• P2X4

    Averaged current traces from P2X4-WT (red), and P2X4-G135S (blue) in response to ATP (100 𝜇M), measured on the Patchliner

    Sadovnick et al. (2017)

2022 - Structural basis of the negative allosteric modulation of 5-BDBD at human P2X4 receptors

icon pap   Port-a-Patch Publication in Molecular Pharmacology (2022)

Bidula S., Nadzirin I.B., Cominetti M.MD., Hickey H., Cullum S. A., Searcey M., Schmid R., Fountain S.

Molecular Pharmacology (2022) doi:10.1124/molpharm.121.000402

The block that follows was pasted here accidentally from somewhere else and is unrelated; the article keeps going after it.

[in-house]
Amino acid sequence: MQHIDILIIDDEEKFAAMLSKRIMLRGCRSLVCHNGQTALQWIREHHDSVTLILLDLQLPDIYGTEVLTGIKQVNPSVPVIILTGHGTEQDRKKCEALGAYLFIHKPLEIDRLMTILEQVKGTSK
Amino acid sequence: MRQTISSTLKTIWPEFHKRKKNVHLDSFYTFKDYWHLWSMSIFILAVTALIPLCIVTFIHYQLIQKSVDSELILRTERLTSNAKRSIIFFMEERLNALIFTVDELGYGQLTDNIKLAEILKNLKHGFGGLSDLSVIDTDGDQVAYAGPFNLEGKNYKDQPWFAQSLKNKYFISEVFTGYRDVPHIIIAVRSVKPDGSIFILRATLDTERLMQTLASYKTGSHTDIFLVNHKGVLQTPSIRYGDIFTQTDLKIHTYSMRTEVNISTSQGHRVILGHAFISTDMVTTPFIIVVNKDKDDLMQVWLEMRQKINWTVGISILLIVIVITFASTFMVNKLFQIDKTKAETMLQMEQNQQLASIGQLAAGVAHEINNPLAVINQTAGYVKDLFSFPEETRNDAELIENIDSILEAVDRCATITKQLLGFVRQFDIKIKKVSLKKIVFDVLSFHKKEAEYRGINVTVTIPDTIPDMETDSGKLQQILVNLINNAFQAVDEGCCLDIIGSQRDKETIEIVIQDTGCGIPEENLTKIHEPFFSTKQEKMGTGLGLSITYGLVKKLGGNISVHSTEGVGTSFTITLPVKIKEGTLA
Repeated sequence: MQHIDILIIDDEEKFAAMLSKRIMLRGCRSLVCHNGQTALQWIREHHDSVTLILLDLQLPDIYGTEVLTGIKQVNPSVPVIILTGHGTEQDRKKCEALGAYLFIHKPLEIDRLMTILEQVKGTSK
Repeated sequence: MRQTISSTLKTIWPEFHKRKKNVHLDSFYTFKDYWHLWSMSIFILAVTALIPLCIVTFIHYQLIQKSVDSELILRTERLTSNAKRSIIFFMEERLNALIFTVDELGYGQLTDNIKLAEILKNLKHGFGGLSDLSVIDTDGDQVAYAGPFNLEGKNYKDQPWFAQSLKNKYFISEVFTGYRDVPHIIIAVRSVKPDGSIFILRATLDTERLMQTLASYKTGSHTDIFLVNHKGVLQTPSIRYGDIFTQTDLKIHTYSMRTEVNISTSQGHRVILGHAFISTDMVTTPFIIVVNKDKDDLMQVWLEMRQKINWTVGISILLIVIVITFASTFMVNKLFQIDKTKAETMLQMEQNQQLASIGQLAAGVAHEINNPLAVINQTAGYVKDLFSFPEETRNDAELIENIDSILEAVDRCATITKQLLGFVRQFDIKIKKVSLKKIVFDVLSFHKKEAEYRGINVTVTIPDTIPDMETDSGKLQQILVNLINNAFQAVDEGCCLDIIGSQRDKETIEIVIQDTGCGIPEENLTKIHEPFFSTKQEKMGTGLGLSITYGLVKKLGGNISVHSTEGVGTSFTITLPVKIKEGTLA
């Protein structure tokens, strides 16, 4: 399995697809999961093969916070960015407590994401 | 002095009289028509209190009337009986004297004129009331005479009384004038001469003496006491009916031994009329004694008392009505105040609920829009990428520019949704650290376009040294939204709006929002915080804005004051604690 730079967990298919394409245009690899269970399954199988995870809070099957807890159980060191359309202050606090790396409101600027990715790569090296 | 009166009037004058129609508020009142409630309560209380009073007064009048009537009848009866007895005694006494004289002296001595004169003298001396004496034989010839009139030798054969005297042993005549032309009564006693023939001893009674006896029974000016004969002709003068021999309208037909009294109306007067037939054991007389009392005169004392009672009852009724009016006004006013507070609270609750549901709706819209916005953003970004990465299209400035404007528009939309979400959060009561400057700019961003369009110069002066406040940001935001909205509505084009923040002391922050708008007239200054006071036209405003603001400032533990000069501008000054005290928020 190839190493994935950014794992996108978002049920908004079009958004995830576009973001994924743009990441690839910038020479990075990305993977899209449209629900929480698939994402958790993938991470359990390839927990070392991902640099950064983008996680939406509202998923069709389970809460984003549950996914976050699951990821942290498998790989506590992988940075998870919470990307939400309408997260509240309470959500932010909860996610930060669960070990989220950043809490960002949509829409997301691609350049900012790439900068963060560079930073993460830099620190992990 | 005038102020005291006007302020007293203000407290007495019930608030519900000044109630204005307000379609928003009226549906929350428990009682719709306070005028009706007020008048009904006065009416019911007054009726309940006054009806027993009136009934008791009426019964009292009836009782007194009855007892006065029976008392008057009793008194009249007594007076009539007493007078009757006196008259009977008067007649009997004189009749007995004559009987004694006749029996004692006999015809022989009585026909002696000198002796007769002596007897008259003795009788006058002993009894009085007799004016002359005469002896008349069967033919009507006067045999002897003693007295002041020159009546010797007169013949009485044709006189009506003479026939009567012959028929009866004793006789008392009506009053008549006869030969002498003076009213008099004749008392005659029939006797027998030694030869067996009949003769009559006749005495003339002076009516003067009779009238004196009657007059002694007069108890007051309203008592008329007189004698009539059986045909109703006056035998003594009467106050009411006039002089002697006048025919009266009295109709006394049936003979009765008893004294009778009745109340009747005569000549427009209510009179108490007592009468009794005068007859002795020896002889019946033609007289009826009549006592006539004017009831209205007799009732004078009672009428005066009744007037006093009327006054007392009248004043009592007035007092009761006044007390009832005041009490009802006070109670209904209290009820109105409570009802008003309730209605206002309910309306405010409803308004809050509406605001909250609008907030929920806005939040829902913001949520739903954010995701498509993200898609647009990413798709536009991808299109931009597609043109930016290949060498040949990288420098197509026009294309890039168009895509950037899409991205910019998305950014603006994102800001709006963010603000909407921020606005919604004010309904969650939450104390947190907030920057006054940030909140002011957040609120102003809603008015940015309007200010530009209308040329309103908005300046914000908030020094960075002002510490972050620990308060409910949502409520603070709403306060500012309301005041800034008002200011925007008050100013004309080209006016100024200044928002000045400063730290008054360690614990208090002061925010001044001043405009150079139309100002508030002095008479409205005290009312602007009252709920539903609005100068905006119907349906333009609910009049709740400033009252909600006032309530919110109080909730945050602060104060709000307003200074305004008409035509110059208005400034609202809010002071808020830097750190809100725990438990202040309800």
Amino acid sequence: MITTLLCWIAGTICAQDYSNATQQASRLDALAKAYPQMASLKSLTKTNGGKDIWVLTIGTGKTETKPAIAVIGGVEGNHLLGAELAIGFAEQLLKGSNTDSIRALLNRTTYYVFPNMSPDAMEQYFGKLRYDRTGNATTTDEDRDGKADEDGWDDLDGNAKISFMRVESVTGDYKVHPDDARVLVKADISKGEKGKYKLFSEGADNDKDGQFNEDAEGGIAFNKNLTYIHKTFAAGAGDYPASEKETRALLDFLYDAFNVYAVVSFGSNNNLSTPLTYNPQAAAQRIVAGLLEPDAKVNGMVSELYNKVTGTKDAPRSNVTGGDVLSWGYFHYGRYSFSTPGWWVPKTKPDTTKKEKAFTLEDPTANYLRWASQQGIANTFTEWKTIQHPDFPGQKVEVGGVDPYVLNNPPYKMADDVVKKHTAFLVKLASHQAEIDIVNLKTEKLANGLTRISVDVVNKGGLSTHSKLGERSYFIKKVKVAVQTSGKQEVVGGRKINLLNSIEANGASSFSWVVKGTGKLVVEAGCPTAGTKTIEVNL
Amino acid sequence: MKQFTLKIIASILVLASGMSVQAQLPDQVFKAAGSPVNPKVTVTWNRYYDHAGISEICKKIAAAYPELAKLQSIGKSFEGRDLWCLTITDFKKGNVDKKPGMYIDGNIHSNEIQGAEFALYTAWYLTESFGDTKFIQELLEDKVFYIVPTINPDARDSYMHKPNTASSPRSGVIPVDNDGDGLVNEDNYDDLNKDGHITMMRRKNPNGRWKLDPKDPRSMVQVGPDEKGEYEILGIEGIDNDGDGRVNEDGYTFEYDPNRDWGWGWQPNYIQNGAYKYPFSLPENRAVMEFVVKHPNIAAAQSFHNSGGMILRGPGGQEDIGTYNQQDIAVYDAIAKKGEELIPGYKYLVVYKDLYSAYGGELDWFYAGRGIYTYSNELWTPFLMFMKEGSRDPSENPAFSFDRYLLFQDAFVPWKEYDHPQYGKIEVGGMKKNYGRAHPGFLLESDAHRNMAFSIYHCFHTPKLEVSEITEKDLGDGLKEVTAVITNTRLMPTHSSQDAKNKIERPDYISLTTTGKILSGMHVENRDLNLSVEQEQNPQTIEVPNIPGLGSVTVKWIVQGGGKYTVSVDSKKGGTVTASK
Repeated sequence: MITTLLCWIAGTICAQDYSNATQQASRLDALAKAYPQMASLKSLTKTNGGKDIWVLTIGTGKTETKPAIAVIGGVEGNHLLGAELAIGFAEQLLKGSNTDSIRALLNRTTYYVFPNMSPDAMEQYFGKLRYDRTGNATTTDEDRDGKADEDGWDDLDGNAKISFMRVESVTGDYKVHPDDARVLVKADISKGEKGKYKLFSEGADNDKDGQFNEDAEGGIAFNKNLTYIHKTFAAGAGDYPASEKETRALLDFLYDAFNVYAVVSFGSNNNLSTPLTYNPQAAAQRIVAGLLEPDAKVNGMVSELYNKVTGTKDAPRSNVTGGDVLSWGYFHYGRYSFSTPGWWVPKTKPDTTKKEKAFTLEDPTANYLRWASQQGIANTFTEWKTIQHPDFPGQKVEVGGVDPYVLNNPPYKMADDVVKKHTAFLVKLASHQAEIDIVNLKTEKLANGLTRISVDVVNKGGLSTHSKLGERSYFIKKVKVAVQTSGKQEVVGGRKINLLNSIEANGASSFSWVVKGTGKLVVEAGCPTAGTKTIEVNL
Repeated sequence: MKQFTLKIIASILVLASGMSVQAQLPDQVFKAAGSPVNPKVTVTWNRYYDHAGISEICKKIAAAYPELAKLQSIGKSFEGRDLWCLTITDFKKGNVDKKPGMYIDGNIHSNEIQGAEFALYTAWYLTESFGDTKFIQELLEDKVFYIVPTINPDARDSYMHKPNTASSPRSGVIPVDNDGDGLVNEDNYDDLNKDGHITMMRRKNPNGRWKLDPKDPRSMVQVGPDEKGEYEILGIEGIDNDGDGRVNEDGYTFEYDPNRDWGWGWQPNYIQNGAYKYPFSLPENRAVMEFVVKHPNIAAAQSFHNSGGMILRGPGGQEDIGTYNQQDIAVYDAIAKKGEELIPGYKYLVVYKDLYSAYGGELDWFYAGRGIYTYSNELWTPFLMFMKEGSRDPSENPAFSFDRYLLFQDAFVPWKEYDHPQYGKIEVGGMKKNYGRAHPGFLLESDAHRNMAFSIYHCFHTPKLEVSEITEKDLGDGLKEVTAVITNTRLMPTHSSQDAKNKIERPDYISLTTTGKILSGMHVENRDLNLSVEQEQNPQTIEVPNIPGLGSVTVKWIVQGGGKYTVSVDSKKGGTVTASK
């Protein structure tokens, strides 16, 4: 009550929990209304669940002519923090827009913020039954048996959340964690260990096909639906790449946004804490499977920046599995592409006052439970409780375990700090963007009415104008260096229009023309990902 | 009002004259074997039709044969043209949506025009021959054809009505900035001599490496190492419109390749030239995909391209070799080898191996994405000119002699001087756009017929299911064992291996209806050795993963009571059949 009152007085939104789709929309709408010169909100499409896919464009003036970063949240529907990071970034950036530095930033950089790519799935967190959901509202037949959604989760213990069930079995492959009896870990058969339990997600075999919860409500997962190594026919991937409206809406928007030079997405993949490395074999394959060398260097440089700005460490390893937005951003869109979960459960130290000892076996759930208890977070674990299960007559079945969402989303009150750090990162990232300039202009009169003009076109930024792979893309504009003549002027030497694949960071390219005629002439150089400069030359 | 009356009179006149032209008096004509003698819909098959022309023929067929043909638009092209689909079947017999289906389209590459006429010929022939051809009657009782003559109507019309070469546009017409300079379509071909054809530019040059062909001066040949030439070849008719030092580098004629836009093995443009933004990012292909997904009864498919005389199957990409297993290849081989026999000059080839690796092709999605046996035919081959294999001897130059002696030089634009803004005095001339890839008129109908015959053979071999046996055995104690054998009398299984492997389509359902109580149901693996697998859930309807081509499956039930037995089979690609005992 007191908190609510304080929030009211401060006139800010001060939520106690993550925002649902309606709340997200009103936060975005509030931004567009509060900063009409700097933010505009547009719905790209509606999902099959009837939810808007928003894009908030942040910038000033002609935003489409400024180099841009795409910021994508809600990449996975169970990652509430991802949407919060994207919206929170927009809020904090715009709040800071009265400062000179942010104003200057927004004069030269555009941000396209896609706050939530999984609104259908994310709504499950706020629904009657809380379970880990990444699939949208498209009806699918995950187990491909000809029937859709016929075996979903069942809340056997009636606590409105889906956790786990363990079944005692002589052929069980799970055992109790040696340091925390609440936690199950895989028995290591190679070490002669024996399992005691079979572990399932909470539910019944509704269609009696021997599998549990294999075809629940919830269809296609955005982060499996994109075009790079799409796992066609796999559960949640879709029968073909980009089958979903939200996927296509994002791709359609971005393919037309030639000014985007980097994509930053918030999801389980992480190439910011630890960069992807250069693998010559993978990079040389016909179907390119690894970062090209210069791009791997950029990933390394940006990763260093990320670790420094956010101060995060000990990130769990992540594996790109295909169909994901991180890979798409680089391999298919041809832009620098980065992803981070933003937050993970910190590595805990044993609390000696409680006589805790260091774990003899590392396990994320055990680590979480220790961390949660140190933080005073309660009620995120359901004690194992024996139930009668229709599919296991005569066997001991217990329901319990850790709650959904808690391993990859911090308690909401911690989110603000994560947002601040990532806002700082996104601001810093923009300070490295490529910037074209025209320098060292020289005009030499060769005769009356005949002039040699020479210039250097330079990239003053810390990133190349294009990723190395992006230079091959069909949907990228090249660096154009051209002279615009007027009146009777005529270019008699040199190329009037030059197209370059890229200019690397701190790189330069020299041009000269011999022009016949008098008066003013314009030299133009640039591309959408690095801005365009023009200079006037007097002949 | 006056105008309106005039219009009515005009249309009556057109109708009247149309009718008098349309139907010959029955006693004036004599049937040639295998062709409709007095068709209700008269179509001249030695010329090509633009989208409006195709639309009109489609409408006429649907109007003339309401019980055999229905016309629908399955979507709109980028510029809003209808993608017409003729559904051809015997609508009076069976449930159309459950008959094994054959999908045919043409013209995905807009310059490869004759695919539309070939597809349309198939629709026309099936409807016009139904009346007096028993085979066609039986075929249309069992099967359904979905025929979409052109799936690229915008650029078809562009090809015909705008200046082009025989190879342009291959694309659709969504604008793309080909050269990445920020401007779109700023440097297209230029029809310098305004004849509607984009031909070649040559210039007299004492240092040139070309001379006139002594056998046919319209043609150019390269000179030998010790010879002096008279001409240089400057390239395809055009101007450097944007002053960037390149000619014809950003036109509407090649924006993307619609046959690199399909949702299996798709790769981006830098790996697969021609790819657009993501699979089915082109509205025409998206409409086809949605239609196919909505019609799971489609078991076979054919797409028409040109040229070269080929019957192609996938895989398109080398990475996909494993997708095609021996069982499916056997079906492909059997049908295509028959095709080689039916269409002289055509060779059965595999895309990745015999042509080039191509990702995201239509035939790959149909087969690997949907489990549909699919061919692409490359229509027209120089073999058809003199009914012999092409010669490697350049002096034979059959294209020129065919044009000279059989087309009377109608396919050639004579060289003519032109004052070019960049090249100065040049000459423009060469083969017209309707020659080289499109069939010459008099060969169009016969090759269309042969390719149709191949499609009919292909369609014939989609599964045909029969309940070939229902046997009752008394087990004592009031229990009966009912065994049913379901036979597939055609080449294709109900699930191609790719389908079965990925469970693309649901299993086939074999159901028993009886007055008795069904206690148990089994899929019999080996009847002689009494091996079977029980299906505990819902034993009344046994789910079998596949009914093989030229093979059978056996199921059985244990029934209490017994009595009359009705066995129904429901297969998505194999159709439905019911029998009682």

The P2X4 receptor is a ligand-gated ion channel activated by extracellular ATP. P2X4 activity is associated with neuropathic pain, vasodilation, and pulmonary secretion and is therefore of therapeutic interest. The structure-activity relationship of P2X4 antagonists is poorly understood. Here we elucidate the structure-activity of 5-(3-bromophenyl)-1,3-dihydro-2H-benzofuro[3,2-e]-1,4-diazepin-2-one (5-BDBD) at human P2X4 by combining pharmacology, electrophysiology, molecular modeling, and medicinal chemistry. 5-BDBD antagonized P2X4 in a noncompetitive manner but lacked effect at human P2X2. Molecular modeling and site-directed mutagenesis suggested an allosteric binding site for 5-BDBD located between two subunits in the body region of P2X4, with M109, F178, Y300, and I312 on one subunit and R301 on the neighboring subunit as key residues involved in antagonist binding. The bromine group of 5-BDBD was redundant for the antagonist activity of 5-BDBD, although an interaction between the carbonyl group of 5-BDBD and R301 in P2X4 was associated with 5-BDBD activity. 5-BDBD could inhibit the closed channel but poorly inhibited the channel in the open/desensitizing state. We hypothesize that this is due to constriction of the allosteric site after transition from closed to open channel state. We propose that M109, F178, Y300, R301, and I312 are key residues for 5-BDBD binding; provide a structural explanation of how they contribute to 5-BDBD antagonism; and highlight that the limited action of 5-BDBD on open versus closed channels is due to a conformational change in the allosteric site.

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